When I first started a blog, I thought I would write weekly. I needed to get all my feelings about traveling out to the masses at weekly intervals so that they would be both satisfied and not overwhelmed. But then I myself became overwhelmed.

I moved home. I got an internship, working 9 to 5 everyday and commuting 2 hours everyday. I didn’t have time to come home and reminisce on the travels I was fortune enough to experience years ago. My focus was on staying calm as I dealt with regular social interaction on a daily basis, while also taking on the stress of what I’ll be doing after the New Year (I’m an introvert, through and through. I recharge by being alone, which is something of a challenge when working in a social office and then living with your parents.).

All this stress and cover letter writing, and the month of September flew by, and here comes November. Last year, I completed National Novel Writing Month (NaNoWriMo).

Over the month of November 2017, I wrote 50,000 words of a “novel”. It was a rough, rough draft, much of it simply the result of brain dumps that vaguely related to a topic. I haven’t looked at it since, but I enjoyed the sensation of finally giving in to what I had been thinking about writing for years. It was on paper (well, on a word document, but same thing) and not written on scraps of paper (well, iPhone notes, but same thing) fluttering about.

It was probably not my best idea, as I was also in the middle of a Master’s and was stressed enough without an additional burden. But that was always my excuse. NaNoWriMo is every year, every November. There would always be something to keep me from writing.

So as I sit here on my semi-abandoned blog debating whether I will be too stressed/busy/overwhelmed/social to write 50,000 words of a “novel” this year, I can’t help but think this would be a good binge. Write 50,000 words in a month and then take a few months off. But at least I’ll’ve caught that focus before my attention went elsewhere.

P.S. Is it binging or bingeing? I can’t decide since neither looks quite right. If you have any input on this debate, I’d appreciate it. ktnks.

Study Spots

london

Like most, my summer will be filled with adventures and sunshine and friends, but there will also be dissertation writing. One perk of choosing to do my Masters in the U.K. is that it only lasts a year, but while many students get to spend their summer away from the library, that’s where I’ll be finding myself each week. Though I’m done with exams and classes, I have 15,000 words due at the end of August.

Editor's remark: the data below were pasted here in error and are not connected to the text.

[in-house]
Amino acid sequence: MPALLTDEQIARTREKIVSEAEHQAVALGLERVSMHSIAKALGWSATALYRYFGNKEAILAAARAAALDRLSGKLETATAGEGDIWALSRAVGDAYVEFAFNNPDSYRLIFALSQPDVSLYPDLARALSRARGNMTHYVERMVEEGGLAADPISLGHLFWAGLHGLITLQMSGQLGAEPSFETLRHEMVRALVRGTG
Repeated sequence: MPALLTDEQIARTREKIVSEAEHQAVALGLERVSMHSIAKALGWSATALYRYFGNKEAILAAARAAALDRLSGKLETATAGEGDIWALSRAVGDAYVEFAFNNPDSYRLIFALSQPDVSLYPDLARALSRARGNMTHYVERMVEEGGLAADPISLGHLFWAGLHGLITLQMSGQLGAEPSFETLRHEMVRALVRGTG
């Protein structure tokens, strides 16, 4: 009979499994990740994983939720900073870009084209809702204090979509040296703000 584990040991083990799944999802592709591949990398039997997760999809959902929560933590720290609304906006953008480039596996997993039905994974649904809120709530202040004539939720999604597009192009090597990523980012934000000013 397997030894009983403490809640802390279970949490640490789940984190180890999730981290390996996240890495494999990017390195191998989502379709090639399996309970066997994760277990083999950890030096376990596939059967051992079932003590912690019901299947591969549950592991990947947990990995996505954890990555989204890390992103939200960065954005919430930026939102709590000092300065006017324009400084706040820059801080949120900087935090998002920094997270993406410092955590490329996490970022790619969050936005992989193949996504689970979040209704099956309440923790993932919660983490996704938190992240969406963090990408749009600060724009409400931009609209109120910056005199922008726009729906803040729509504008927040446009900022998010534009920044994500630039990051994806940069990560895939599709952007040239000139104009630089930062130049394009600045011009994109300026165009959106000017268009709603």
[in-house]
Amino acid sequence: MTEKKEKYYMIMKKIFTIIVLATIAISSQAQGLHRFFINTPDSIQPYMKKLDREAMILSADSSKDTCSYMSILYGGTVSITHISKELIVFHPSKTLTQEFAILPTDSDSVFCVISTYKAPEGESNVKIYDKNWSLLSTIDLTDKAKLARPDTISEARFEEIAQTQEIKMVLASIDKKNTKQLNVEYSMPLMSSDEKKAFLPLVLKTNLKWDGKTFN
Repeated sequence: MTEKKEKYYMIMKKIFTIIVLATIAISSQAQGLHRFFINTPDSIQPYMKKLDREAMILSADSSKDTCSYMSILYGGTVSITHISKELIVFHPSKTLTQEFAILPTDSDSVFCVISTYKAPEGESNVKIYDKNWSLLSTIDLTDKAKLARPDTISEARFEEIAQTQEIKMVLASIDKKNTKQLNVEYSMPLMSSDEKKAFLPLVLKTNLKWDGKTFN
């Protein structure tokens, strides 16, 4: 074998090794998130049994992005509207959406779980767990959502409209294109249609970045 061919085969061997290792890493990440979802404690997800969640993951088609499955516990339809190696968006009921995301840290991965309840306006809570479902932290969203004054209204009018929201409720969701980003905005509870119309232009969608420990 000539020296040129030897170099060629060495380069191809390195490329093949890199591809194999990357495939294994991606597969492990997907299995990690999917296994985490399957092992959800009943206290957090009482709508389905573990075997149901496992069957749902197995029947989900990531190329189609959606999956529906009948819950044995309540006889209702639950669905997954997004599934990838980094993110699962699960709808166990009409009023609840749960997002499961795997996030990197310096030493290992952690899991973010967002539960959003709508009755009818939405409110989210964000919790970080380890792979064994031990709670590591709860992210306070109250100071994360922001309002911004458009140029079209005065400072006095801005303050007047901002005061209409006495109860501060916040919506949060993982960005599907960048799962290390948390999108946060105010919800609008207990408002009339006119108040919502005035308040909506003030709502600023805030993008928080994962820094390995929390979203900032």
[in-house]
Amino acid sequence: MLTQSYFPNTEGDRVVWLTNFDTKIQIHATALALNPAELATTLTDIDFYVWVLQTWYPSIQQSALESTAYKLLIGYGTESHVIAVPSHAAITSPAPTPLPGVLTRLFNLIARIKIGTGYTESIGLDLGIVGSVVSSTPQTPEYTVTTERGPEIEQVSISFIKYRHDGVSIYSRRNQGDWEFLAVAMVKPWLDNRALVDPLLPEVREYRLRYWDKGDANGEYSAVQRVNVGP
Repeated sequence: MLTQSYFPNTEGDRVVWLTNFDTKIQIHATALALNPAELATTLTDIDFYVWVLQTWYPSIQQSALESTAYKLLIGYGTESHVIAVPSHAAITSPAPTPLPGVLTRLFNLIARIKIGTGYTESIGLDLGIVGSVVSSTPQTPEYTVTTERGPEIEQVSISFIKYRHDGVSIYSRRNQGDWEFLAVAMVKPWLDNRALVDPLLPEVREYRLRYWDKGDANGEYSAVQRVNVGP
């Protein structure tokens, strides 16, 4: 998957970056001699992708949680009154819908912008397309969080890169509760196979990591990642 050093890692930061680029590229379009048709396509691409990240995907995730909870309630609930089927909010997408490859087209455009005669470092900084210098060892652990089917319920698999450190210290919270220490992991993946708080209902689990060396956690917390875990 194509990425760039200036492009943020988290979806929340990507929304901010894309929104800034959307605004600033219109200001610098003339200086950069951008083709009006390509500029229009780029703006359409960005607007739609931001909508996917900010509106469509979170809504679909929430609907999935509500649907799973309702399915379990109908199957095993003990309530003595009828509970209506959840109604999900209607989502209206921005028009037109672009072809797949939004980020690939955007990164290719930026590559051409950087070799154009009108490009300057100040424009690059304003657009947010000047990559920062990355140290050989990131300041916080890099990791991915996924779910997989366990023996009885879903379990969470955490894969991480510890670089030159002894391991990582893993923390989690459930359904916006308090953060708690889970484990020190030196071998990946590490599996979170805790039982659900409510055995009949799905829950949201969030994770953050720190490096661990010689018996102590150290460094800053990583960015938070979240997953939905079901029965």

So naturally, I’ve been procrastinating. I keep telling myself I just need to find the right spot to study, somewhere not too loud and not too quiet. It can’t be my room because despite having a perfectly good desk to use, my (semi-)comfortable bed is just so close. I can’t work in my kitchen because the table is too wobbly and there’s too many people walking through. I don’t really drink coffee, so coffee shops are sort of out of the question, especially when I start to feel bad for hogging a table for multiple hours at a time.35922705_10214503902725209_6669531920843407360_n

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The last few months, I’ve been studying in my university’s library. The Maughan Library is one of those beautiful monuments of academia and was perfect for long days reading through endless journal articles. But after a while, the walk there and the uncomfortable chairs just aren’t as appealing. (It’s pronounced Mawn like Lawn, apparently. Have I used the difficult pronunciation as an excuse to not study there? Maybe…)

As it’s now summer and my motivation is fried, I’ve come up with a new trick to get me writing. I’ve searched out some more Instagram-worthy spots. I figure if it’s pretty, maybe I’ll be more motivated to actually get out of bed and get some work done.35733525_10214503894365000_508092002596814848_n

Thanks to the interwebs, I’ve begun complying a list of adequate places, starting with the British Library. I stopped by for four hours on a random Tuesday and while it was busy, it was calm enough that once I plugged in my headphones I had no problem getting to work. (Though I did have a few quick study breaks to watch random tourists wander through and take pictures.)

In two months, you may be hearing from me again, complaining about how I ended up back in the same spot in my university library all summer, but for now I’m adding a little bit of adventure to my academia.

Wish me luck (and send me recommendations, please)!